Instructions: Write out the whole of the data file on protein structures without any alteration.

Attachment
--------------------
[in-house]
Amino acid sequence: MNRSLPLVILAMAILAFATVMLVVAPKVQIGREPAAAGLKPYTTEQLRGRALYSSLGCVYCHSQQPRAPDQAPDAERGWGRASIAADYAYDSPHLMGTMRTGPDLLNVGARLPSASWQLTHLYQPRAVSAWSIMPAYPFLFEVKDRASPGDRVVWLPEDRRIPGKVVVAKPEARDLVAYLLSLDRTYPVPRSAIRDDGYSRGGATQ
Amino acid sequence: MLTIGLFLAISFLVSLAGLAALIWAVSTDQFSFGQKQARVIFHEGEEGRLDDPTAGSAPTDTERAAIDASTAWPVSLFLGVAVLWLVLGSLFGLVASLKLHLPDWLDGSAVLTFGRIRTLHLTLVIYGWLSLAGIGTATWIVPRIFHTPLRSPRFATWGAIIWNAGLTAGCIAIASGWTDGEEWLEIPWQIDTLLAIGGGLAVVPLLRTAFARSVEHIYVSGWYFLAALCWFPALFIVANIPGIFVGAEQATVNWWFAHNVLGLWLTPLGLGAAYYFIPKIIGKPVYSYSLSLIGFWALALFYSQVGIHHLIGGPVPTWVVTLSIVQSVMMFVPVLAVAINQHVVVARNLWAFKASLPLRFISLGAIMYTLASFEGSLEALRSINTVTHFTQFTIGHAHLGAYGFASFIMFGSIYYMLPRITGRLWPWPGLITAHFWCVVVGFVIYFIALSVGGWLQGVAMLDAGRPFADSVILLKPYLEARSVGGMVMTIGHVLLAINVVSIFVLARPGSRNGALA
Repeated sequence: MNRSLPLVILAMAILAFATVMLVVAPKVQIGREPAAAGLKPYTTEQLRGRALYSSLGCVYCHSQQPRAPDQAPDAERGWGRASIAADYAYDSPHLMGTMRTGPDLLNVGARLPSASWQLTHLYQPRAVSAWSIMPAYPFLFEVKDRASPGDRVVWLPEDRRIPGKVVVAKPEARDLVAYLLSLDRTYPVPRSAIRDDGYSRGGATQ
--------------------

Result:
[in-house]
Amino acid sequence: MNRSLPLVILAMAILAFATVMLVVAPKVQIGREPAAAGLKPYTTEQLRGRALYSSLGCVYCHSQQPRAPDQAPDAERGWGRASIAADYAYDSPHLMGTMRTGPDLLNVGARLPSASWQLTHLYQPRAVSAWSIMPAYPFLFEVKDRASPGDRVVWLPEDRRIPGKVVVAKPEARDLVAYLLSLDRTYPVPRSAIRDDGYSRGGATQ
Amino acid sequence: MLTIGLFLAISFLVSLAGLAALIWAVSTDQFSFGQKQARVIFHEGEEGRLDDPTAGSAPTDTERAAIDASTAWPVSLFLGVAVLWLVLGSLFGLVASLKLHLPDWLDGSAVLTFGRIRTLHLTLVIYGWLSLAGIGTATWIVPRIFHTPLRSPRFATWGAIIWNAGLTAGCIAIASGWTDGEEWLEIPWQIDTLLAIGGGLAVVPLLRTAFARSVEHIYVSGWYFLAALCWFPALFIVANIPGIFVGAEQATVNWWFAHNVLGLWLTPLGLGAAYYFIPKIIGKPVYSYSLSLIGFWALALFYSQVGIHHLIGGPVPTWVVTLSIVQSVMMFVPVLAVAINQHVVVARNLWAFKASLPLRFISLGAIMYTLASFEGSLEALRSINTVTHFTQFTIGHAHLGAYGFASFIMFGSIYYMLPRITGRLWPWPGLITAHFWCVVVGFVIYFIALSVGGWLQGVAMLDAGRPFADSVILLKPYLEARSVGGMVMTIGHVLLAINVVSIFVLARPGSRNGALA
Repeated sequence: MNRSLPLVILAMAILAFATVMLVVAPKVQIGREPAAAGLKPYTTEQLRGRALYSSLGCVYCHSQQPRAPDQAPDAERGWGRASIAADYAYDSPHLMGTMRTGPDLLNVGARLPSASWQLTHLYQPRAVSAWSIMPAYPFLFEVKDRASPGDRVVWLPEDRRIPGKVVVAKPEARDLVAYLLSLDRTYPVPRSAIRDDGYSRGGATQ